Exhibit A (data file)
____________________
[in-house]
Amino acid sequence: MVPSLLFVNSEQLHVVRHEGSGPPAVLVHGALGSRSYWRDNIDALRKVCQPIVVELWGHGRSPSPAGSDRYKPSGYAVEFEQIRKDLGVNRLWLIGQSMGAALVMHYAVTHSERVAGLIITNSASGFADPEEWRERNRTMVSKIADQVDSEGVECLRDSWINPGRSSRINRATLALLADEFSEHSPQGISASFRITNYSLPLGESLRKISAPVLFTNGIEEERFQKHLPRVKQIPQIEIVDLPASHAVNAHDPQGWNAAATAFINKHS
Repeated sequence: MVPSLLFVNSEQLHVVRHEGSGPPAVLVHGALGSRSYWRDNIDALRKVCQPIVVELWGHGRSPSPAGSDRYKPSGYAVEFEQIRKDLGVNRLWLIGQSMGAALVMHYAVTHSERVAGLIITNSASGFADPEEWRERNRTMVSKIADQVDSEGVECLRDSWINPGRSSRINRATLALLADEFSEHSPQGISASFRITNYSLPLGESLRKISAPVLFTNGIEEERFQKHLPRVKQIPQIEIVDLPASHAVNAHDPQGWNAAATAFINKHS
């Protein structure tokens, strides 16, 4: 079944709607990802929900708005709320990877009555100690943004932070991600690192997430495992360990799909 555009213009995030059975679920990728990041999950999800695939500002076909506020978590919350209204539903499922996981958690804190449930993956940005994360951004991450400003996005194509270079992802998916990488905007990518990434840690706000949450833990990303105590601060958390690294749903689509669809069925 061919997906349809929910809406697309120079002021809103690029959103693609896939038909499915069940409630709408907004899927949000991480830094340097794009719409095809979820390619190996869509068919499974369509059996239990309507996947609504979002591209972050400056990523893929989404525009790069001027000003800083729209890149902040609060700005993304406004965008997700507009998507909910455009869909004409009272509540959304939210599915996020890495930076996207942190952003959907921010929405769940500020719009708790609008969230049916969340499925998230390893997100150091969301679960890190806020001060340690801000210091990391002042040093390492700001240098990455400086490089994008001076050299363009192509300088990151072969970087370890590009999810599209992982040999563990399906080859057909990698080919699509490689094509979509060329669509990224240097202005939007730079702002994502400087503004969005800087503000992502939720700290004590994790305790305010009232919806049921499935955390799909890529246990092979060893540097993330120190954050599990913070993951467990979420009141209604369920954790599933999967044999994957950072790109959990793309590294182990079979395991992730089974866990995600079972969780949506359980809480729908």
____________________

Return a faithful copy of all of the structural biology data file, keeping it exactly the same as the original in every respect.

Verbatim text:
[in-house]
Amino acid sequence: MVPSLLFVNSEQLHVVRHEGSGPPAVLVHGALGSRSYWRDNIDALRKVCQPIVVELWGHGRSPSPAGSDRYKPSGYAVEFEQIRKDLGVNRLWLIGQSMGAALVMHYAVTHSERVAGLIITNSASGFADPEEWRERNRTMVSKIADQVDSEGVECLRDSWINPGRSSRINRATLALLADEFSEHSPQGISASFRITNYSLPLGESLRKISAPVLFTNGIEEERFQKHLPRVKQIPQIEIVDLPASHAVNAHDPQGWNAAATAFINKHS
Repeated sequence: MVPSLLFVNSEQLHVVRHEGSGPPAVLVHGALGSRSYWRDNIDALRKVCQPIVVELWGHGRSPSPAGSDRYKPSGYAVEFEQIRKDLGVNRLWLIGQSMGAALVMHYAVTHSERVAGLIITNSASGFADPEEWRERNRTMVSKIADQVDSEGVECLRDSWINPGRSSRINRATLALLADEFSEHSPQGISASFRITNYSLPLGESLRKISAPVLFTNGIEEERFQKHLPRVKQIPQIEIVDLPASHAVNAHDPQGWNAAATAFINKHS
């Protein structure tokens, strides 16, 4: 079944709607990802929900708005709320990877009555100690943004932070991600690192997430495992360990799909 555009213009995030059975679920990728990041999950999800695939500002076909506020978590919350209204539903499922996981958690804190449930993956940005994360951004991450400003996005194509270079992802998916990488905007990518990434840690706000949450833990990303105590601060958390690294749903689509669809069925 061919997906349809929910809406697309120079002021809103690029959103693609896939038909499915069940409630709408907004899927949000991480830094340097794009719409095809979820390619190996869509068919499974369509059996239990309507996947609504979002591209972050400056990523893929989404525009790069001027000003800083729209890149902040609060700005993304406004965008997700507009998507909910455009869909004409009272509540959304939210599915996020890495930076996207942190952003959907921010929405769940500020719009708790609008969230049916969340499925998230390893997100150091969301679960890190806020001060340690801000210091990391002042040093390492700001240098990455400086490089994008001076050299363009192509300088990151072969970087370890590009999810599209992982040999563990399906080859057909990698080919699509490689094509979509060329669509990224240097202005939007730079702002994502400087503004969005800087503000992502939720700290004590994790305790305010009232919806049921499935955390799909890529246990092979060893540097993330120190954050599990913070993951467990979420009141209604369920954790599933999967044999994957950072790109959990793309590294182990079979395991992730089974866990995600079972969780949506359980809480729908």